IN these trying times, the vast majority of people are adhering to the advice of medical experts and exercising extreme caution in their daily activities, such as exercising or walking within a 2km radius of their homes, only venturing out for work or essential shopping or cocooning.
Many families have the comfort of being able to cook their own food, wash their own clothes and, if necessary, take some time out from the rest of the family by going into another room or into the back garden.
But what if you are living in shared accommodation with up to 200 other people in close proximity? How concerned would you be about a potential outbreak of coronavirus in that setting?
That scenario is a reality for hundreds of people at direct provision centres in Co Laois – the former Montague Hotel in Emo, the Hibernian Hotel in Abbeyleix, the old East End Hotel in Portarlington and the Commercial Inn in Rathdowney. The latter two are used for short-term stays.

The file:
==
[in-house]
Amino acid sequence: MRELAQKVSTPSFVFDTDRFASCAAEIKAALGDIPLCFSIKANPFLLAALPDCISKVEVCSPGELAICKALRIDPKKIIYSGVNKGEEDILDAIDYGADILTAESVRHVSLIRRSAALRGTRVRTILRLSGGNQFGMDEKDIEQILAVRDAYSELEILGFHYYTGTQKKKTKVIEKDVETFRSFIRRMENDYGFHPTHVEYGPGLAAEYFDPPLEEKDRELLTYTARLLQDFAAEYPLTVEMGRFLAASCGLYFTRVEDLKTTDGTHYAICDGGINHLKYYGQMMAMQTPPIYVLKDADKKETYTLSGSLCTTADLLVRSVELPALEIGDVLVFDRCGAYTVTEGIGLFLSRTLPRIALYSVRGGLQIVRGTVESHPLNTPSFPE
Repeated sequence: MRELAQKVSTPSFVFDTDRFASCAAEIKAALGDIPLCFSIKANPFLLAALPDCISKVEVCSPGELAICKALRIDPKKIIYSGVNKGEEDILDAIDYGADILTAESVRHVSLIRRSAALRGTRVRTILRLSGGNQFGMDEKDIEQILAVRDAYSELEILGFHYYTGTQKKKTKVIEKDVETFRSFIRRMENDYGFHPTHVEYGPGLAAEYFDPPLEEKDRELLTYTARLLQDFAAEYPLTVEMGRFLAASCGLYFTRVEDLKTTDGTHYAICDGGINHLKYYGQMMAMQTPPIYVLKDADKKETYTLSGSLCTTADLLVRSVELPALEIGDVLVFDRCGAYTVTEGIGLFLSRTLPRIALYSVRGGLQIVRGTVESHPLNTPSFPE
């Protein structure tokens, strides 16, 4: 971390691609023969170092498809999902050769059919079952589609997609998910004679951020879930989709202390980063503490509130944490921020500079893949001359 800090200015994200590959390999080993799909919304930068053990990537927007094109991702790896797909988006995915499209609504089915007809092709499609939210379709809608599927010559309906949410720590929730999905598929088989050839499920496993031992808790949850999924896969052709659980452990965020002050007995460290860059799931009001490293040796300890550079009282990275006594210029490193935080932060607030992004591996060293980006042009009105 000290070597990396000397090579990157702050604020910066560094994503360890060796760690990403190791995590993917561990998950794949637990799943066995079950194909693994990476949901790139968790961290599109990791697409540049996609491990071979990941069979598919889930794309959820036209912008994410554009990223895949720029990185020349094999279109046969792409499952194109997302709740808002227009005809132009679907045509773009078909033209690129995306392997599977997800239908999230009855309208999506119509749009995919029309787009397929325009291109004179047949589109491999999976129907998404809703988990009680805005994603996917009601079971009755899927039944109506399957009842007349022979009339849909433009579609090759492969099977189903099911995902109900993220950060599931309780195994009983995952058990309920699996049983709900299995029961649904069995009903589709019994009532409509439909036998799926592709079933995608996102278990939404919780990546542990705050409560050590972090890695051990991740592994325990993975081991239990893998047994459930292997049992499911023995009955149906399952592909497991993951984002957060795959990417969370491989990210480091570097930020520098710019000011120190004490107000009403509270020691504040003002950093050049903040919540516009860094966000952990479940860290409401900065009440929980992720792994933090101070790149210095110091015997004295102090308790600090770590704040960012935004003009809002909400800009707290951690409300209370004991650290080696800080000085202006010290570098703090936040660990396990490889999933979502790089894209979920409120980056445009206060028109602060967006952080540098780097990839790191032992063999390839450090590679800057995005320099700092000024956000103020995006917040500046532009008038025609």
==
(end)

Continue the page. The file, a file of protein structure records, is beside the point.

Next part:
‘The atmosphere in the centre is highly charged at the best of times, but now in this pandemic, people are terrified of an outbreak and almost living on the edge of their nerves’ – a mother of three who lives in direct provision
Some residents have lived in these facilities for ten years or more before a judgement has been made on their asylum status.
‘People are so fearful of catching the virus that they are practically holding up in their rooms for most of the day and only coming out for food or to do their laundry’
See this week’s Laois Nationalist for full story